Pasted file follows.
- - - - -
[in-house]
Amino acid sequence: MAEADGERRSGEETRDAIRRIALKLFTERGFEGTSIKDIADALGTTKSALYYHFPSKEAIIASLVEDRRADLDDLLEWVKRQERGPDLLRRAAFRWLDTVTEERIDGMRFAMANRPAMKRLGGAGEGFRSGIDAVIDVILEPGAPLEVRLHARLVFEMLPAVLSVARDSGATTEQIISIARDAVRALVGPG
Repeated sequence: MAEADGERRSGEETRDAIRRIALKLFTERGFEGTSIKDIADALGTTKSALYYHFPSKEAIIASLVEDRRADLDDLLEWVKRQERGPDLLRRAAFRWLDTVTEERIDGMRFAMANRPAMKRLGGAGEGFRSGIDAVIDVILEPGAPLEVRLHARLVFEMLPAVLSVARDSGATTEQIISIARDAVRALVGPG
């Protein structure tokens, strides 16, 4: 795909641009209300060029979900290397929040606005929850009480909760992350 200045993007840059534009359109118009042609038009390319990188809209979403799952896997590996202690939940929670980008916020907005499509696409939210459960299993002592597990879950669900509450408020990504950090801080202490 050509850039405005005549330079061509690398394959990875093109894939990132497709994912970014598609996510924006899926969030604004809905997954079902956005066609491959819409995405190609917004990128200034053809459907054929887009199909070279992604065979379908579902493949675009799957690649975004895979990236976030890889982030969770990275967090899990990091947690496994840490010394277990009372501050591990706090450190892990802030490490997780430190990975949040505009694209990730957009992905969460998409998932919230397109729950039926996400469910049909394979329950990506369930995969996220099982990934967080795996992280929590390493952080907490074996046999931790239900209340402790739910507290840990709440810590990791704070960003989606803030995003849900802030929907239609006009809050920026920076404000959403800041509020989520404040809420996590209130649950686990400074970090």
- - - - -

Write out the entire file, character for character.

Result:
[in-house]
Amino acid sequence: MAEADGERRSGEETRDAIRRIALKLFTERGFEGTSIKDIADALGTTKSALYYHFPSKEAIIASLVEDRRADLDDLLEWVKRQERGPDLLRRAAFRWLDTVTEERIDGMRFAMANRPAMKRLGGAGEGFRSGIDAVIDVILEPGAPLEVRLHARLVFEMLPAVLSVARDSGATTEQIISIARDAVRALVGPG
Repeated sequence: MAEADGERRSGEETRDAIRRIALKLFTERGFEGTSIKDIADALGTTKSALYYHFPSKEAIIASLVEDRRADLDDLLEWVKRQERGPDLLRRAAFRWLDTVTEERIDGMRFAMANRPAMKRLGGAGEGFRSGIDAVIDVILEPGAPLEVRLHARLVFEMLPAVLSVARDSGATTEQIISIARDAVRALVGPG
């Protein structure tokens, strides 16, 4: 795909641009209300060029979900290397929040606005929850009480909760992350 200045993007840059534009359109118009042609038009390319990188809209979403799952896997590996202690939940929670980008916020907005499509696409939210459960299993002592597990879950669900509450408020990504950090801080202490 050509850039405005005549330079061509690398394959990875093109894939990132497709994912970014598609996510924006899926969030604004809905997954079902956005066609491959819409995405190609917004990128200034053809459907054929887009199909070279992604065979379908579902493949675009799957690649975004895979990236976030890889982030969770990275967090899990990091947690496994840490010394277990009372501050591990706090450190892990802030490490997780430190990975949040505009694209990730957009992905969460998409998932919230397109729950039926996400469910049909394979329950990506369930995969996220099982990934967080795996992280929590390493952080907490074996046999931790239900209340402790739910507290840990709440810590990791704070960003989606803030995003849900802030929907239609006009809050920026920076404000959403800041509020989520404040809420996590209130649950686990400074970090």